There are growing bodies of thought surrounding strengths, weaknesses and how they relate to adult development, particularly in the workplace. Should we concentrate on building on the things we aren’t good at? Or should we double down on the things we excel at?
Of course, it’s common for people to want to focus on their strengths. Applying this to a gym context provides a perfect example. When an athlete walks into a gym, it often becomes clear that they prefer doing exercises or sessions that favour their strengths.
People love doing the things that they are good at and hate spending time on the things that they suck at.
This makes sense on a certain level.
When we concentrate on our strengths, we get positive feedback on our work. This reinforces what we are already great at. It’s fun because we are doing excellent work and we continue to hone our craft. By tapping into deliberate practice, we can develop mastery in a given skill. Additionally, this encourages positive emotions which in turn increases our overall satisfaction and engagement.
However, there are limitations to this.
In developmental circles, this strengths-based approach is considered to be flawed. If we always do things we are good at, we are neglecting our blindspots. We have ignored anything that we consider ourselves not to be any good at. But as soon as we are faced with adversity or asked to do something that is in our blindspot, we stumble. All of a sudden, we are vulnerable. We have avoided doing anything that challenges us and now we aren’t prepared for it.
Thus, if we were to focus on developing weaknesses, we can bring about transformative change. Working on our weaknesses enables us to build our capacity in areas that we need to grow. We can build a more robust toolbox. Which leads to becoming a more resilient, capable human. For leaders and managers, there is an opportunity here. We can build robust organisations with a team of high performers who are tackling their weaknesses and creating a culture of growth.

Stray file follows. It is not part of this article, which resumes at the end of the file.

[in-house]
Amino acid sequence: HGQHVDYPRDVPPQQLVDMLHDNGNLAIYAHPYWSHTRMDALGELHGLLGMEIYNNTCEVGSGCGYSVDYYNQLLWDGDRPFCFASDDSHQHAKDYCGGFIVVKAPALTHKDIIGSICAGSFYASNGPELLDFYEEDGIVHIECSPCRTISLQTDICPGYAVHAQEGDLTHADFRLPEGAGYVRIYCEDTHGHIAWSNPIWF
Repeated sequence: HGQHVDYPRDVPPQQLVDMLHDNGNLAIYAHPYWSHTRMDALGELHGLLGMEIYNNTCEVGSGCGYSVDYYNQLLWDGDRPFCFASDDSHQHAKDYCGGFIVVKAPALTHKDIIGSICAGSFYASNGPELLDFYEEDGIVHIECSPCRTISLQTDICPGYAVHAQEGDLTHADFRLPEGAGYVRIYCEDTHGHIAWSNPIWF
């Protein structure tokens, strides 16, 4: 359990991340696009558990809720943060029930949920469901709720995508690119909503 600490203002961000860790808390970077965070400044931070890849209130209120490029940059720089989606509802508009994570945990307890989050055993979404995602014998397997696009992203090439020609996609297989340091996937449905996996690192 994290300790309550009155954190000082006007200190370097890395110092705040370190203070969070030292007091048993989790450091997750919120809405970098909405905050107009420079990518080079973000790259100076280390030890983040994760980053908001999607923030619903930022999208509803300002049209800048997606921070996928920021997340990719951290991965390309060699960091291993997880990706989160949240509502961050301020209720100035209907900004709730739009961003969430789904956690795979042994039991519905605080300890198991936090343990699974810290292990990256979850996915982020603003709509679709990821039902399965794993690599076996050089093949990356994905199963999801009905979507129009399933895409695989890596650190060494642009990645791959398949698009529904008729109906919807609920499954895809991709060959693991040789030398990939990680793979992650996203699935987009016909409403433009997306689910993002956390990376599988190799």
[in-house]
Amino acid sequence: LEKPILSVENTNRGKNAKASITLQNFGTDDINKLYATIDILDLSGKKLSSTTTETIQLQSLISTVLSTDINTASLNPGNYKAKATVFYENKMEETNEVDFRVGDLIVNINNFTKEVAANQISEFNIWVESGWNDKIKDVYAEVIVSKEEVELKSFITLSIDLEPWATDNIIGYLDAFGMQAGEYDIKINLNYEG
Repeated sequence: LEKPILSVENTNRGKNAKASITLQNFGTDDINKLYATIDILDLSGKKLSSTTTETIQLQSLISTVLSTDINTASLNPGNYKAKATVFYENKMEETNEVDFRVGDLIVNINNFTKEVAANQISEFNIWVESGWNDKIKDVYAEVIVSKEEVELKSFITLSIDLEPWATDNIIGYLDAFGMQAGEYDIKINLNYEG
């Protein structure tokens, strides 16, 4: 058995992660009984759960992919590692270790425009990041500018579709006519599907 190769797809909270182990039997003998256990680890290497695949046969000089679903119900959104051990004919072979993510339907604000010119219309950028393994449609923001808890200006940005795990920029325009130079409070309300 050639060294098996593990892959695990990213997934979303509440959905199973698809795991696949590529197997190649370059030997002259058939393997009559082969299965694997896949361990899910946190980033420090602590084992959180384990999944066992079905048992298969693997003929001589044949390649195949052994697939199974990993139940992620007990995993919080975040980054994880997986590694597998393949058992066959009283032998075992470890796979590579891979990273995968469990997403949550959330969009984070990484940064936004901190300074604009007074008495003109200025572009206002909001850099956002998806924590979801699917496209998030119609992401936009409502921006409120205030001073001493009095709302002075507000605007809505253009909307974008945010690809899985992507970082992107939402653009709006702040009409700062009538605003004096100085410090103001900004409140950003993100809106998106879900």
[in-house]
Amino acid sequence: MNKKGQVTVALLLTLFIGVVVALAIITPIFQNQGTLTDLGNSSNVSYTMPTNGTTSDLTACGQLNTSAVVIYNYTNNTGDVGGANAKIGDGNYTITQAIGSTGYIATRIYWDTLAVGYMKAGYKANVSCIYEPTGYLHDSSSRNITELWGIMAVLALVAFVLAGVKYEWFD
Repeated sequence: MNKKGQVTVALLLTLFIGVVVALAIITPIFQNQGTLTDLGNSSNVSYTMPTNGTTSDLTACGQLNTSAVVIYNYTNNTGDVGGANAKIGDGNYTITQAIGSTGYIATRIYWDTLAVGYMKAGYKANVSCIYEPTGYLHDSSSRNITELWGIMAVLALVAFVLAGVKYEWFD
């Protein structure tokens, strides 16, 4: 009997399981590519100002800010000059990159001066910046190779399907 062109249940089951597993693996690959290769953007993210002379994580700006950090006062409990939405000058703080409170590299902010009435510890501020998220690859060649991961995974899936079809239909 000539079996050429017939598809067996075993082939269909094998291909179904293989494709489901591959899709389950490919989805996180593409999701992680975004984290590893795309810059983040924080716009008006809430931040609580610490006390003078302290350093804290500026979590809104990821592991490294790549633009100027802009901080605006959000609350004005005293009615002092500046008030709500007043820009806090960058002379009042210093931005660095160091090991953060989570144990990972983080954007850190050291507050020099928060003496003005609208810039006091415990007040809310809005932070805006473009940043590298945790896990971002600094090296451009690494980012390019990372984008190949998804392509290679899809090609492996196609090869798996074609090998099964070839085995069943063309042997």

On the flipside of this, if we are always doing things that we suck at it can be pretty discouraging. Failure, while being a fantastic means for learning and crucial for exploring the edges of our capabilities, is tough. To willingly and continuously expose ourselves to the possibility of failing, we need a certain level of drive and commitment.
We need a deep commitment to pushing the edges of our capability, in all directions.
However, I don’t think that this is a black and white matter (i.e. we need to focus on strengths OR weaknesses). Given both bodies of thought and perspectives from each camp, I believe that we need a balanced approach to developing our people. A system where we consider and develop both our strengths and weaknesses. Such an approach would engage our people, whilst challenging their current capabilities.
Here is my “Balanced Approach” to development:
- Engage with people through their strengths. Build rapport and connection with them by recognising (and helping them to recognise) what they are good at.
- Identify and develop their weaknesses. This gives them the opportunity to explore their edges and the things that they need but aren’t good at yet. This is the stimulus for growth.
- Provide feedback on their effort. Generous feedback provided from a place of love will help to inform your people on how and where they can improve. This is the fuel for growth.
- A focus on skill development will transform how your people work and encourage them to focus on the “process”. The process of developing skills (which contributes to a robust toolbox) and the skills themselves are transferable to other pursuits in life.
By building a culture where it is ok to fail and to take on challenges that will push us, as well as being rewarded for doing outstanding work, we cover all bases. We need a balance of pursuing mastery in areas where we are already strong, whilst also shoring up our weaknesses.
This approach will enable us to expand our overall capability and become more resilient humans, workers and leaders. Thereby, creating organisations filled with individuals who are prepared to tackle the challenges we are faced with today.